Everyone is crying about the Heartbleed bug that has caused security problems for sites that use a Secure Socket Layer (SSL) to keep log in and credit card details secure. It’s not a virus or even a direct result of hacking, but simply a hole in the code that leaves it open to enterprising coders to find their way through the security and see passwords.
Effectively it affects sites where you see the URL as ‘https://’.
OK so Dr Robin Seggelmann has ‘fessed up’ to having written the code with the hole in the middle, but how does all this work really.
It’s all to do with the way the system works.
Imagine you have a padlock and a key, you’ve got some information that you want to keep secure so the website sends you the open padlock – you put all your information in the ‘box’ and then click the padlock shut.
Technically, only the site that sent you that padlock has the key to open it. The SSL system has encrypted your information, scrambled it and transported it to the owners of the website who have the key to un-encrypt it and make sense of it all.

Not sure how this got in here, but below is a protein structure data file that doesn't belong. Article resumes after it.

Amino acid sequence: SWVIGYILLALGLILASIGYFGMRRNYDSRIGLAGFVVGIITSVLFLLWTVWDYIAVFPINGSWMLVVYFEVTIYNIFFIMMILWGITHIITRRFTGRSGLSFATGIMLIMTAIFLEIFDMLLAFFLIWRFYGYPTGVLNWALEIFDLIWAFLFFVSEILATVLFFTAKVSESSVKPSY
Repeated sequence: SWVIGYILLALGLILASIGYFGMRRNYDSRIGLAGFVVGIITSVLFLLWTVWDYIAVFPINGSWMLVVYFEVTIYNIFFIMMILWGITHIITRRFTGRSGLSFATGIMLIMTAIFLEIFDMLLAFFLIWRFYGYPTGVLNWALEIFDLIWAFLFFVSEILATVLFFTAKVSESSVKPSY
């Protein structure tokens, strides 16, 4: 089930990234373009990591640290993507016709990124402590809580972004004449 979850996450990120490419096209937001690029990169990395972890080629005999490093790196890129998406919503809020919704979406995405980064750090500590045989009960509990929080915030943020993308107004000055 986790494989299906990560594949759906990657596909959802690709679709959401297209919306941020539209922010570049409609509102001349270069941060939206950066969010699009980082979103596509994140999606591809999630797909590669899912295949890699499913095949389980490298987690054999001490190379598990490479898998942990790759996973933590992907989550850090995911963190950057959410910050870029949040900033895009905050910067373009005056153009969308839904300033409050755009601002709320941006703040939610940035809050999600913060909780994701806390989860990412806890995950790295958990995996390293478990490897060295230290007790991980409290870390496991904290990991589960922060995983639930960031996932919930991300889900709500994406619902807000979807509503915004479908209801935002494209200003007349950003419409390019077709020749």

The encryption algorithm is broken – this means that, while information is in transit, clever people can look at it in these ‘holes’ in the encryption coding.
Obviously, the holes are being removed quickly by all the sites affected – but, it’s pointless changing your passwords if the issues on that site aren’t resolved yet. The easiest was to check is with a handy App called LastPass that tells you when websites have been fixed. To find out more about the App take a look at this and read the blog about how it works here: